By Kenton X. Chance
The Public Service Union (PSU) has scored the first victory in the case in which it is suing the Public Service Commission (PSC) over what it said is unfair and lack of transparency in promotion within the Public Service.
The union is alleging that the PSC has failed to comply with the regulations that govern the promotion of public service workers and has failed to observe principles of fairness, transparency and objectivity in exercising its functions under the Public Service Regulations.
The union is also claiming that there have been unreasonable delays and inconsistencies in the promotion process and that these delays and inconsistencies are unlawful.
The union is further asking the court to order the PSU to implement an efficient, transparent and effective promotion regime in accordance with the regulations.
PSU president, Elroy Boucher told a press conference at the union’s headquarters in Kingstown on Tuesday that the union filed the lawsuit in January 2017.
The PSC, in response, filed an application asking the court to declare that it has no jurisdiction to hear the union claim.
It further contended that before instituting a claim in connection with matters arising out of the discharge of public duties, a public officer must obtain the sanction of the PSC, in accordance with Civil Service Orders.
That application was heard on May 17.
In a ruling on May 31, the court, however, declared that it has jurisdiction to hear the claim and dismissed the PSC’s application and awarded cost to the union.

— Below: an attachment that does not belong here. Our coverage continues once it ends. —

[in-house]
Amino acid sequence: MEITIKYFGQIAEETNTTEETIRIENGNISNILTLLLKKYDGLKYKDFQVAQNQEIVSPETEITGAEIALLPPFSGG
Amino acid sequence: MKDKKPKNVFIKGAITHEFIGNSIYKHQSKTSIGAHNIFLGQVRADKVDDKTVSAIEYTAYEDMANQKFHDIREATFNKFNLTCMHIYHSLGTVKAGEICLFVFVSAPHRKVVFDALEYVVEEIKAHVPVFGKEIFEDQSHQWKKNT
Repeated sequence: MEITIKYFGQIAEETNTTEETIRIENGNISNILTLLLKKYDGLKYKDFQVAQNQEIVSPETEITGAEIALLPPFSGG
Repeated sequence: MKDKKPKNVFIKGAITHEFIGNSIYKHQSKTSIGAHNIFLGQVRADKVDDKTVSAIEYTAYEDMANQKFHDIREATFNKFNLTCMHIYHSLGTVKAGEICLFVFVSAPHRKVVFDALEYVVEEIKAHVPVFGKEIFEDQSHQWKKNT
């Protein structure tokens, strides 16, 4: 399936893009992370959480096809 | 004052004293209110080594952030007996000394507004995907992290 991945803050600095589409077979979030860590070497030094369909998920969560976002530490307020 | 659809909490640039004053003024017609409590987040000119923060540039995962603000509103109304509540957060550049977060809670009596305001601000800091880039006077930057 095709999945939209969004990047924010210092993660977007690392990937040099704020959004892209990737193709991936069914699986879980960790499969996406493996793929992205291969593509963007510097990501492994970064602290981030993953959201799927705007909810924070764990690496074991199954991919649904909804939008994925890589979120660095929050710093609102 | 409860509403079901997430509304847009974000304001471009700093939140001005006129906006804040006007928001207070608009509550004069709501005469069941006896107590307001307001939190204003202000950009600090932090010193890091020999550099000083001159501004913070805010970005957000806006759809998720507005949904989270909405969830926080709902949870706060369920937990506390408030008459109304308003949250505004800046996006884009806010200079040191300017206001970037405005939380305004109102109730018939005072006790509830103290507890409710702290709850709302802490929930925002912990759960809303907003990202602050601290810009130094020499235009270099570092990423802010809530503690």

Boucher said that the union’s lawsuit is accompanied by eight affidavits supporting its claims of unfairness and lack of transparency.
“There are a number of public officers who have expressed delight with what the union is doing and there are also a number of public officers who are fearful of coming forward and sharing their own experience to have their matter added to this list,” Boucher said.
He added: “Often times, I say I do not see the reason for fear but whatever it is that drives this, there is fear within public servants that even though they feel that they have been treated unfairly, yet they are reluctant to step forward.”
The union president thanked those persons who have come forward and signed affidavits “in an effort to get the Public Service [Commission] to operate according to the regulations”.
He further said, “That is extremely important. All public officers should be treated equally, should be treated fairly.”
Boucher said that the Public Service Regulations outline the principles that must be used in considering anyone for promotion, including seniority, merit, qualification, and performance.
The regulations further state that when officers are on equal footing with experience or qualification, then seniority should inform the decision, Boucher said.
“As far as we are aware, there is no seniority list.”
He said that over the years the union has had numerous complaints from public service workers regarding unfair promotions.
“Persons have felt that they have been overlooked and they could not understand the reasons why they have been overlooked. It has served to create issues within the service: low morale, conflict among public officers, especially when officers … have seen others in the ministry of department go ahead of them and when they … have made the assessment that they … have done everything that they need to do to be given a fair chance and then they would realise that, in their opinion, they were not given that fair chance.”
Boucher said that the union has written to the PSC on numerous occasions asking for the seniority list and questioning several decisions that they made regarding certain public officers.